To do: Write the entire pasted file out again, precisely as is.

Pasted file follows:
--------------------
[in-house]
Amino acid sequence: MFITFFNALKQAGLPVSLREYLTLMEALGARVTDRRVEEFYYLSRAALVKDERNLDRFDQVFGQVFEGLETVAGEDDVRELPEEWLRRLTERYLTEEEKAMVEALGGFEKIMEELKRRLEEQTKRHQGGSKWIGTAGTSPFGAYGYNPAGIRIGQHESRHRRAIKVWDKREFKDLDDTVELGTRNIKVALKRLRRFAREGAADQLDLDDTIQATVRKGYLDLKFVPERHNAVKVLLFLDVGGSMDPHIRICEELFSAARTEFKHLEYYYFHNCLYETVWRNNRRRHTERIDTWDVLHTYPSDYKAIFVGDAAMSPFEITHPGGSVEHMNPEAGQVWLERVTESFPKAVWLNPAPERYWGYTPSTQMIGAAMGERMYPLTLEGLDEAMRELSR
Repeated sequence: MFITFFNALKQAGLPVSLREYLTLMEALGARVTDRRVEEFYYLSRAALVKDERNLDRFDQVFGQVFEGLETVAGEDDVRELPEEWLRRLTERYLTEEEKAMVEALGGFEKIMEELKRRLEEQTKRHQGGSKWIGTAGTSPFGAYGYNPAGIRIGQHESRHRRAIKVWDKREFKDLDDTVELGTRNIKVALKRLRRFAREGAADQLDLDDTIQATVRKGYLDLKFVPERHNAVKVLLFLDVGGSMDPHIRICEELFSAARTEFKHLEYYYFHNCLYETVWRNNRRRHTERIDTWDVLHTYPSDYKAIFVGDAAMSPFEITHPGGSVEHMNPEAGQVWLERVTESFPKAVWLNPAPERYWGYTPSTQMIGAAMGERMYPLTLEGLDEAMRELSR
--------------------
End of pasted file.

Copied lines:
[in-house]
Amino acid sequence: MFITFFNALKQAGLPVSLREYLTLMEALGARVTDRRVEEFYYLSRAALVKDERNLDRFDQVFGQVFEGLETVAGEDDVRELPEEWLRRLTERYLTEEEKAMVEALGGFEKIMEELKRRLEEQTKRHQGGSKWIGTAGTSPFGAYGYNPAGIRIGQHESRHRRAIKVWDKREFKDLDDTVELGTRNIKVALKRLRRFAREGAADQLDLDDTIQATVRKGYLDLKFVPERHNAVKVLLFLDVGGSMDPHIRICEELFSAARTEFKHLEYYYFHNCLYETVWRNNRRRHTERIDTWDVLHTYPSDYKAIFVGDAAMSPFEITHPGGSVEHMNPEAGQVWLERVTESFPKAVWLNPAPERYWGYTPSTQMIGAAMGERMYPLTLEGLDEAMRELSR
Repeated sequence: MFITFFNALKQAGLPVSLREYLTLMEALGARVTDRRVEEFYYLSRAALVKDERNLDRFDQVFGQVFEGLETVAGEDDVRELPEEWLRRLTERYLTEEEKAMVEALGGFEKIMEELKRRLEEQTKRHQGGSKWIGTAGTSPFGAYGYNPAGIRIGQHESRHRRAIKVWDKREFKDLDDTVELGTRNIKVALKRLRRFAREGAADQLDLDDTIQATVRKGYLDLKFVPERHNAVKVLLFLDVGGSMDPHIRICEELFSAARTEFKHLEYYYFHNCLYETVWRNNRRRHTERIDTWDVLHTYPSDYKAIFVGDAAMSPFEITHPGGSVEHMNPEAGQVWLERVTESFPKAVWLNPAPERYWGYTPSTQMIGAAMGERMYPLTLEGLDEAMRELSR